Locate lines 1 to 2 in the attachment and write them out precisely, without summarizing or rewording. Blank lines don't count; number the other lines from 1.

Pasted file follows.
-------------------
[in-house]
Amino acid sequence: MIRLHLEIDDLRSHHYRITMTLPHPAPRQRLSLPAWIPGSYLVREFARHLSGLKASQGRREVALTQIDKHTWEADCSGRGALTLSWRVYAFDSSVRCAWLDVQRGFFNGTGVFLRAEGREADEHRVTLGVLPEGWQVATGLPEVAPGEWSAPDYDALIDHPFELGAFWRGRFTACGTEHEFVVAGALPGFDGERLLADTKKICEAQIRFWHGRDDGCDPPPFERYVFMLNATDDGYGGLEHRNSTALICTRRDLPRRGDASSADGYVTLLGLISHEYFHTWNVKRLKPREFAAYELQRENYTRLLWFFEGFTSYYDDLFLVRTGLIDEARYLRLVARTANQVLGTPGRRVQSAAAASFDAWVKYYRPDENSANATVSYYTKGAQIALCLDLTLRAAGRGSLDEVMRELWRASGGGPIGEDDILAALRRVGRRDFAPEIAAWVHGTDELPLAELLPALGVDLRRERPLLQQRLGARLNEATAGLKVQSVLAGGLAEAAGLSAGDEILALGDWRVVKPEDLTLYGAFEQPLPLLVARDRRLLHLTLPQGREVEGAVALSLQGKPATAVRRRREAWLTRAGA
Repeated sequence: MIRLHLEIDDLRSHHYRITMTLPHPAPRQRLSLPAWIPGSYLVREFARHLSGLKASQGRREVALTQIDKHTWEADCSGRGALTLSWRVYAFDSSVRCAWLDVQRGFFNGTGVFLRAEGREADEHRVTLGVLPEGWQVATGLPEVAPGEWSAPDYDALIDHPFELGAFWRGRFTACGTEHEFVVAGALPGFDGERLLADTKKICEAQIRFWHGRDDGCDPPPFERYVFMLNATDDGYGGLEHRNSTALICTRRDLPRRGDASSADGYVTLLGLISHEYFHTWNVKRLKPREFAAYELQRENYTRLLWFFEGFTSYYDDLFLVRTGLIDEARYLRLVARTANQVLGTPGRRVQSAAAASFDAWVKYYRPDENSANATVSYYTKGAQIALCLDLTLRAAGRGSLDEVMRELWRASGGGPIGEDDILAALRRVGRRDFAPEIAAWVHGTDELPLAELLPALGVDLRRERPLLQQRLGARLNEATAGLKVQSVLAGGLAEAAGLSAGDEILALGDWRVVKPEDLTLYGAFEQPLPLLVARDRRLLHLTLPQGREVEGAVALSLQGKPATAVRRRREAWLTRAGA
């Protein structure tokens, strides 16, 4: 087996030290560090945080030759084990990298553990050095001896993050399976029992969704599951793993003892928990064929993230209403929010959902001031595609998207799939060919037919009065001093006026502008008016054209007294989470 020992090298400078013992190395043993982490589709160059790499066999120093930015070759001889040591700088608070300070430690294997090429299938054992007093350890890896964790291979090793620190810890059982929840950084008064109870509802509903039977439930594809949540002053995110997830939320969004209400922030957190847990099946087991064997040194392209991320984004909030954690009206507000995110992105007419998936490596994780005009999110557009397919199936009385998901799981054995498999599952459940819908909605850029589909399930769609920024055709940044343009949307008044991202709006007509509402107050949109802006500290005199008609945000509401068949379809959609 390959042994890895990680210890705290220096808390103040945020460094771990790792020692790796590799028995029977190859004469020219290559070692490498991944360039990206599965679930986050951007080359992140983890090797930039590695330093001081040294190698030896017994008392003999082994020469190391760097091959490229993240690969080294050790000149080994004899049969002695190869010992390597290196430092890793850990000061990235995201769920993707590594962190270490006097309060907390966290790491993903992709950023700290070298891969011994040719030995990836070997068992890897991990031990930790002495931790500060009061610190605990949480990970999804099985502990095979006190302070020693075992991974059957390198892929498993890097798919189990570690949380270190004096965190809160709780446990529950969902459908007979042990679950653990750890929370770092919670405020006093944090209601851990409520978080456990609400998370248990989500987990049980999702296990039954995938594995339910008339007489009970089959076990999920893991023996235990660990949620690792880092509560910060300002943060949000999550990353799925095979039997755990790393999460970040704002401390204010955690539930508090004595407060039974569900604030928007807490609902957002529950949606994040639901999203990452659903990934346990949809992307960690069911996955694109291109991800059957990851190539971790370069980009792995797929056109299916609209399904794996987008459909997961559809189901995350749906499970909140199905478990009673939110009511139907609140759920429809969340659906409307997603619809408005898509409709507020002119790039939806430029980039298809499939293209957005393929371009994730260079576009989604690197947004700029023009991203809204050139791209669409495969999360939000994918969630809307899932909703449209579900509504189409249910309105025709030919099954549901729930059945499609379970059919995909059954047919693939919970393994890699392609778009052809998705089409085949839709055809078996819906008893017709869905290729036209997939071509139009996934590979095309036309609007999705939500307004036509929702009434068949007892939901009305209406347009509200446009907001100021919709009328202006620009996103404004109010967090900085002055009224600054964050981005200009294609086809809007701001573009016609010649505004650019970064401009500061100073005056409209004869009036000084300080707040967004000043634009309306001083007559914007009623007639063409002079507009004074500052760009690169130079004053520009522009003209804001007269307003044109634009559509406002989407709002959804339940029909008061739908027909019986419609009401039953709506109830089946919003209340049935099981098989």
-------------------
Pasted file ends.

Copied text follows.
[in-house]
Amino acid sequence: MIRLHLEIDDLRSHHYRITMTLPHPAPRQRLSLPAWIPGSYLVREFARHLSGLKASQGRREVALTQIDKHTWEADCSGRGALTLSWRVYAFDSSVRCAWLDVQRGFFNGTGVFLRAEGREADEHRVTLGVLPEGWQVATGLPEVAPGEWSAPDYDALIDHPFELGAFWRGRFTACGTEHEFVVAGALPGFDGERLLADTKKICEAQIRFWHGRDDGCDPPPFERYVFMLNATDDGYGGLEHRNSTALICTRRDLPRRGDASSADGYVTLLGLISHEYFHTWNVKRLKPREFAAYELQRENYTRLLWFFEGFTSYYDDLFLVRTGLIDEARYLRLVARTANQVLGTPGRRVQSAAAASFDAWVKYYRPDENSANATVSYYTKGAQIALCLDLTLRAAGRGSLDEVMRELWRASGGGPIGEDDILAALRRVGRRDFAPEIAAWVHGTDELPLAELLPALGVDLRRERPLLQQRLGARLNEATAGLKVQSVLAGGLAEAAGLSAGDEILALGDWRVVKPEDLTLYGAFEQPLPLLVARDRRLLHLTLPQGREVEGAVALSLQGKPATAVRRRREAWLTRAGA